Opening Bell: 03.04.11 - Dealbreaker

Opening Bell: 03.04.11

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Insider Trading Probe Sends Clients Fleeing Without Arrests (Bloomberg)
“The practical reality is that if everyone else is going to pull out, then you have to pull out,” said Craig Slaughter, executive director of the West Virginia Investment Management Board, which had $50 million of its $12.5 billion in assets invested with Level Global. “When the feds knock on your door, it’s game over,” said Brad Alford, head of Alpha Capital Management LLC in Atlanta, which invests in hedge and mutual funds on behalf of wealthy clients. “Integrity is all you have in this business.”

Roubini: ECB April Rate Hike Would Be A 'Mistake' (CNBC)
ECB President Jean-Claude Trichet said Thursday a rate hike in April was possible but not certain and revived the bank's old coded warning of monetary tightening by using the phrase "strong vigilance," often heard during the tightening cycle between 2005 and 2007. "In my view that's a mistake … I think that the ECB is rushing too fast into hiking rates," Roubini said in an interview.

Madoff Trustee, 'Net' Winners Face Off (WSJ)
Former investors of Bernard Madoff and a trustee recovering money after his giant Ponzi scheme argued before an appellate panel Thursday over who constitutes a victim entitled to claim losses in the fraud. The judges grilled attorneys for the investors on whether to uphold a decision by the trustee, Irving Picard, to approve claims based on how much of an investor's principal deposits with Mr. Madoff were lost, or whether Mr. Picard should instead use the much higher final account statements fabricated by Mr. Madoff.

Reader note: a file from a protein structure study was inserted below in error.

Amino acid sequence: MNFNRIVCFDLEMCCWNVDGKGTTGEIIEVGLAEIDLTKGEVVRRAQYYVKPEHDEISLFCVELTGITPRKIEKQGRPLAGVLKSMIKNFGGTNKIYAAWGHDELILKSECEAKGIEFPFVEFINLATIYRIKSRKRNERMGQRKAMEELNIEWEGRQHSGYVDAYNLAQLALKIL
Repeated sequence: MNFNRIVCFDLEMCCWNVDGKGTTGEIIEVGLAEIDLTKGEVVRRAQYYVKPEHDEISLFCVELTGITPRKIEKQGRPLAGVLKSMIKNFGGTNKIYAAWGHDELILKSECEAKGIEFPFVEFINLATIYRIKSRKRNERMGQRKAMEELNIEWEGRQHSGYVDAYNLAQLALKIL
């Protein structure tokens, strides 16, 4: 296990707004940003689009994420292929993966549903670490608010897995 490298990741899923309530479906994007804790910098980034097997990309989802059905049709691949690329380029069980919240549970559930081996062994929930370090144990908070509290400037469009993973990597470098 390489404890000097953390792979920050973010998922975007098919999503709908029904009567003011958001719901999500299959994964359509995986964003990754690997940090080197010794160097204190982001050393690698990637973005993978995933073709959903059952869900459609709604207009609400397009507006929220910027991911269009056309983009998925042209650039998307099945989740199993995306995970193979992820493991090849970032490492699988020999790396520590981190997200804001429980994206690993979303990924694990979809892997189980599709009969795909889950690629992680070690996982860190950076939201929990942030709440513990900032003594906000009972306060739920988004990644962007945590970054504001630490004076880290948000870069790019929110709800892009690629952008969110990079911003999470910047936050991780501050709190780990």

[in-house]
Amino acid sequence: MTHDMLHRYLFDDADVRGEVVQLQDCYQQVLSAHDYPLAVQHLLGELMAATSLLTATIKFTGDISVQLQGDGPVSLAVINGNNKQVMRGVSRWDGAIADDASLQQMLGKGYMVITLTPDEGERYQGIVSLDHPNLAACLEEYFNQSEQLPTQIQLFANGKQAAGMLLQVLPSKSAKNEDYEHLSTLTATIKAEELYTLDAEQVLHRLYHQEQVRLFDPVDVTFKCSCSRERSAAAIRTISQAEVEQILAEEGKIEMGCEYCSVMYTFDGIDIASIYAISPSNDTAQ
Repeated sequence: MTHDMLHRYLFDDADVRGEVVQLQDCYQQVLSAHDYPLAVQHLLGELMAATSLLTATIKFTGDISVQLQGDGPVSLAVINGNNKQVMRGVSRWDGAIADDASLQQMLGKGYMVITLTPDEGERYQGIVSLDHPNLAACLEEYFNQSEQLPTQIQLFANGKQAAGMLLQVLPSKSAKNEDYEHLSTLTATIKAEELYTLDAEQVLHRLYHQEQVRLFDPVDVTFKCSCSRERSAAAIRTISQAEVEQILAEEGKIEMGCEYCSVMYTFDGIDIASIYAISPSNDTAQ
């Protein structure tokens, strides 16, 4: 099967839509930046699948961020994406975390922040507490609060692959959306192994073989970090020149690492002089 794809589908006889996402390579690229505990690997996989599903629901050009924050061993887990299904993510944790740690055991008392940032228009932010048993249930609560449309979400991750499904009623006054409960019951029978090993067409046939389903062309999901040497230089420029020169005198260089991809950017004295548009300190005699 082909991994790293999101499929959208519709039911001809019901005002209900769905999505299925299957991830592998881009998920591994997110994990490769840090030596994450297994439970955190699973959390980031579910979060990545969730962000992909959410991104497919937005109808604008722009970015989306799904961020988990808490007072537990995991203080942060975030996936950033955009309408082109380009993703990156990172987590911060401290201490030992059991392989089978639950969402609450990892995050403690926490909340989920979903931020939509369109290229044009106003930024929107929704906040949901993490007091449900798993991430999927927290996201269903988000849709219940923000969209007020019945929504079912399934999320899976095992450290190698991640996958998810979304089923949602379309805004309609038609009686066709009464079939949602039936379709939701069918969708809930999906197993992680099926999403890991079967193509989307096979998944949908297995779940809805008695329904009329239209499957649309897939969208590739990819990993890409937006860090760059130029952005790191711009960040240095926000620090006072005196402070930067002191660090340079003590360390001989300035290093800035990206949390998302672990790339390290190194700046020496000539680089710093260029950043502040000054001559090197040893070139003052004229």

Fired workers burn Indian executive to death (AP)
Indian police detained two people after an angry mob of fired workers burned to death a senior executive of a steel factory, an official said Friday. After learning they were laid off, about a dozen workers attacked a vehicle carrying Radhey Shyam Roy as he was leaving the factory in eastern Orissa state on Thursday, dousing the Jeep with gasoline and setting it on fire, said police Superintendent Ajay Kumar Sarangi.

Banks Face More Loan Writedowns (WSJ)
Most loan modifications have focused primarily on reducing monthly payments by lowering the borrower's interest rate and extending the loan term. The code of conduct would require banks to first consider reducing loan balances in certain instances before modifications or foreclosure. Those new terms are a "big deal," one person who saw the document said.

Merkel Risks Clash Over Irish Bailout in Euro Rescue Push (Bloomberg)
German Chancellor Angela Merkel is resisting calls to ease Ireland’s bailout terms, underscoring the gulf on crisis-fighting steps that persists even among political allies.

Chase Take On Madoff: $907 Million (NYP)
JPMorgan Chase made $907 million in pretax profit from deposits held at the bank by imprisoned Ponzi scheme operator Bernard L. Madoff, a study said. The Madoff firm's balances in its JPMorgan account generated the profit from 1986 to 2008, according to Linus Wilson, an assistant finance professor at the University of Louisiana at Lafayette. A JPMorgan spokesman, declined to comment.